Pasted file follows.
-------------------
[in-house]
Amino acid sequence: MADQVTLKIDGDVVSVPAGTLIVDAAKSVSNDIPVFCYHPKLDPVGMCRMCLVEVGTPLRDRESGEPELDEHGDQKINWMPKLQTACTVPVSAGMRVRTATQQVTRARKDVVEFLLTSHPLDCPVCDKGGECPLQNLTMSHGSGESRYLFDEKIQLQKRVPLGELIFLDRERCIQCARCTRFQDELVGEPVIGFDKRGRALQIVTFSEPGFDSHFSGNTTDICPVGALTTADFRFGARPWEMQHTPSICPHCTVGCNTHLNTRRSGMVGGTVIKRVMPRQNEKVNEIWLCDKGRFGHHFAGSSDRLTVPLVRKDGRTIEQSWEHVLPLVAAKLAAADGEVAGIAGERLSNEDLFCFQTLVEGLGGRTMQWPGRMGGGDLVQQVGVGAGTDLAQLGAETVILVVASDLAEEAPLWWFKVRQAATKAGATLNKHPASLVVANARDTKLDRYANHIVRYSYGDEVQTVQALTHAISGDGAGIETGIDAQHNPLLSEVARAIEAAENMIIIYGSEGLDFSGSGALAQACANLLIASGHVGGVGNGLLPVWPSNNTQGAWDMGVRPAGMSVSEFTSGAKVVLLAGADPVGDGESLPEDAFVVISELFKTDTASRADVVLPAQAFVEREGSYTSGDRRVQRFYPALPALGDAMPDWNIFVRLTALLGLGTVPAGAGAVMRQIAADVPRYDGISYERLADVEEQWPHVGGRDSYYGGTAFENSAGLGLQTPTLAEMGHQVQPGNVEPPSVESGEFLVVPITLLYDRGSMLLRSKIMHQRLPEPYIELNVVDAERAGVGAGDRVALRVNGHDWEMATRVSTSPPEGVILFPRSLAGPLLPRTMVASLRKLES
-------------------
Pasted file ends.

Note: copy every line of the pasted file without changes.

[in-house]
Amino acid sequence: MADQVTLKIDGDVVSVPAGTLIVDAAKSVSNDIPVFCYHPKLDPVGMCRMCLVEVGTPLRDRESGEPELDEHGDQKINWMPKLQTACTVPVSAGMRVRTATQQVTRARKDVVEFLLTSHPLDCPVCDKGGECPLQNLTMSHGSGESRYLFDEKIQLQKRVPLGELIFLDRERCIQCARCTRFQDELVGEPVIGFDKRGRALQIVTFSEPGFDSHFSGNTTDICPVGALTTADFRFGARPWEMQHTPSICPHCTVGCNTHLNTRRSGMVGGTVIKRVMPRQNEKVNEIWLCDKGRFGHHFAGSSDRLTVPLVRKDGRTIEQSWEHVLPLVAAKLAAADGEVAGIAGERLSNEDLFCFQTLVEGLGGRTMQWPGRMGGGDLVQQVGVGAGTDLAQLGAETVILVVASDLAEEAPLWWFKVRQAATKAGATLNKHPASLVVANARDTKLDRYANHIVRYSYGDEVQTVQALTHAISGDGAGIETGIDAQHNPLLSEVARAIEAAENMIIIYGSEGLDFSGSGALAQACANLLIASGHVGGVGNGLLPVWPSNNTQGAWDMGVRPAGMSVSEFTSGAKVVLLAGADPVGDGESLPEDAFVVISELFKTDTASRADVVLPAQAFVEREGSYTSGDRRVQRFYPALPALGDAMPDWNIFVRLTALLGLGTVPAGAGAVMRQIAADVPRYDGISYERLADVEEQWPHVGGRDSYYGGTAFENSAGLGLQTPTLAEMGHQVQPGNVEPPSVESGEFLVVPITLLYDRGSMLLRSKIMHQRLPEPYIELNVVDAERAGVGAGDRVALRVNGHDWEMATRVSTSPPEGVILFPRSLAGPLLPRTMVASLRKLES